"God damn ..." Christopher Pitt groaned this well-worn expression as he picked up his 107th box of the morning and placed it into his delivery truck. It wasn't a very heavy box, but Chris didn't have a very good back. Or a very good knee, or very good shoulder. It seems that when Chris hit the big 3-0 five years ago he started to play the real life version of the children's game Operation. So many unexpected movements would bring about the annoyingly loud buzz and red light in the form of pain. And right now, his back just buzzed.
"That's the last one. Am I good to go boss?" Chris asked his supervisor, a kid 10 years his junior. It took a lot for Chris to mask his contempt.
"Light load today, huh? Yeah ok. Just be ready to help out some of the other drivers that have full trucks, alright?"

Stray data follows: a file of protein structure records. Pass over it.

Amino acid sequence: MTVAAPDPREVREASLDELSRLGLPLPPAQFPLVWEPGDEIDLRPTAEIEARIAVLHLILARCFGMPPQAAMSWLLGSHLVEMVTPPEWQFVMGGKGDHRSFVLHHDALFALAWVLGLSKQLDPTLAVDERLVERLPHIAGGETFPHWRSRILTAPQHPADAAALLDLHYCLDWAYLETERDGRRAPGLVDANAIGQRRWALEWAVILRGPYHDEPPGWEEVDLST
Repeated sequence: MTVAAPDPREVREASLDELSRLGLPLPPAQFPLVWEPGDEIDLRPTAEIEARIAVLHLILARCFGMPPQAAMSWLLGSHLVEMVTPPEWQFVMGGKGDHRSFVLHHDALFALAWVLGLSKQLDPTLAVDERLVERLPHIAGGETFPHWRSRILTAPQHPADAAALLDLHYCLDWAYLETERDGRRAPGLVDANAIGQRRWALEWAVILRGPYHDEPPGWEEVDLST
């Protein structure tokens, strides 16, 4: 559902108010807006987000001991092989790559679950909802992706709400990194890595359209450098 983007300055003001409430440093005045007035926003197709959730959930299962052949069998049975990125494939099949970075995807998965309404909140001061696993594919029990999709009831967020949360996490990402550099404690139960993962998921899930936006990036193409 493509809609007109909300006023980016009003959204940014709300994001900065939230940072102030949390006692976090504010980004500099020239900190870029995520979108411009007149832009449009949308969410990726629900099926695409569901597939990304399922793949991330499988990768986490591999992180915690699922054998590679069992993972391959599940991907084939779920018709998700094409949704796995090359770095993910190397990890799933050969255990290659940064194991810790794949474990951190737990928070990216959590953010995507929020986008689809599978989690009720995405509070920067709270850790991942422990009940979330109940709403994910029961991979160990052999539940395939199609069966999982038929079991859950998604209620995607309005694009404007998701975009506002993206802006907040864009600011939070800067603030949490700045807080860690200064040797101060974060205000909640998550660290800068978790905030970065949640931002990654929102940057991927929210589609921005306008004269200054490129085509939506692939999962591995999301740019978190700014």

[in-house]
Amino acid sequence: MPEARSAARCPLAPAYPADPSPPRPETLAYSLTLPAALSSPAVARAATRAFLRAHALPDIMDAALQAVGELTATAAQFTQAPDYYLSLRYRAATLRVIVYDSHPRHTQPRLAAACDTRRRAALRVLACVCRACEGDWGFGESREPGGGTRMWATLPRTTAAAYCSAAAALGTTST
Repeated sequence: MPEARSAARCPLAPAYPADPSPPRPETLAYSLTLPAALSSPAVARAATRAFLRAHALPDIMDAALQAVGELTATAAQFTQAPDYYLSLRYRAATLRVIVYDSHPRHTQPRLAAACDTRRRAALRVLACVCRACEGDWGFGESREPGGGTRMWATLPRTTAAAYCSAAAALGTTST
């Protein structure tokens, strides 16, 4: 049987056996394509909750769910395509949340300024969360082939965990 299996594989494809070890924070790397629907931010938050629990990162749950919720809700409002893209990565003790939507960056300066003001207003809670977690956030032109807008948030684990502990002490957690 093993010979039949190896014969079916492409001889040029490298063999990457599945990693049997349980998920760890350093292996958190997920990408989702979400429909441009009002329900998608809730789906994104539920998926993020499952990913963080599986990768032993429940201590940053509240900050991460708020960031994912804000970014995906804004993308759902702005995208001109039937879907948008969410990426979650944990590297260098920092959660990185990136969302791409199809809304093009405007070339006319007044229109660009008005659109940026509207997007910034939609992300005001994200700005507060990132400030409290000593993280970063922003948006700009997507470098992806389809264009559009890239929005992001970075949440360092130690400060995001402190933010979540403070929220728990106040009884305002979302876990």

"You got it." Chris said with his best attempt at a professional voice. But all he really managed to convey was "Fuck-you-very-much." He really needed to get out of there.
"God damn L.A. traffic." Chris muttered to himself as he slams his hand on the horn as another anonymous jerk cuts him off. He needed to be done early today. It's Halloween and the streets are going to be packed with annoying kids and their even more annoying parents. He followed the GPS directions to the drop off that would put him at the halfway mark for his load. Halfway done before lunch would be amazing. But he knew, with all the cars congesting every which way, driving one mile equals 30 minutes. And even if, by some miracle, he could get done relatively early there's no chance in hell that the boss would let him leave early. He most certainly would be sent out to help the other drivers.